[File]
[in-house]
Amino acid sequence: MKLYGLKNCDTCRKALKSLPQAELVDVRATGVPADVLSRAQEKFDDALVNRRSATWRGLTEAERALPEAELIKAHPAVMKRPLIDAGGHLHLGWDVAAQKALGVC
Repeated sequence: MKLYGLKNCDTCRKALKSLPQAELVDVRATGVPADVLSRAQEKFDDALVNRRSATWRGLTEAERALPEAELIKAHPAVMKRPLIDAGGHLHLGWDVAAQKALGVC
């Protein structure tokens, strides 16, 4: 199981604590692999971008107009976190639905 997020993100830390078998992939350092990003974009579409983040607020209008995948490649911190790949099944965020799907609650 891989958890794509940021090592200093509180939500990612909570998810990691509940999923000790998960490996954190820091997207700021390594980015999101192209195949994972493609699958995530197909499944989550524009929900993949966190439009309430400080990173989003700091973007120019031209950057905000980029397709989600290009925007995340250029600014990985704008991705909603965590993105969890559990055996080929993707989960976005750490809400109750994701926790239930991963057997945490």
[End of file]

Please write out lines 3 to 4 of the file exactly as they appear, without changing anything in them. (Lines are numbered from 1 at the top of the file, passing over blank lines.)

Repeated sequence: MKLYGLKNCDTCRKALKSLPQAELVDVRATGVPADVLSRAQEKFDDALVNRRSATWRGLTEAERALPEAELIKAHPAVMKRPLIDAGGHLHLGWDVAAQKALGVC
């Protein structure tokens, strides 16, 4: 199981604590692999971008107009976190639905 997020993100830390078998992939350092990003974009579409983040607020209008995948490649911190790949099944965020799907609650 891989958890794509940021090592200093509180939500990612909570998810990691509940999923000790998960490996954190820091997207700021390594980015999101192209195949994972493609699958995530197909499944989550524009929900993949966190439009309430400080990173989003700091973007120019031209950057905000980029397709989600290009925007995340250029600014990985704008991705909603965590993105969890559990055996080929993707989960976005750490809400109750994701926790239930991963057997945490």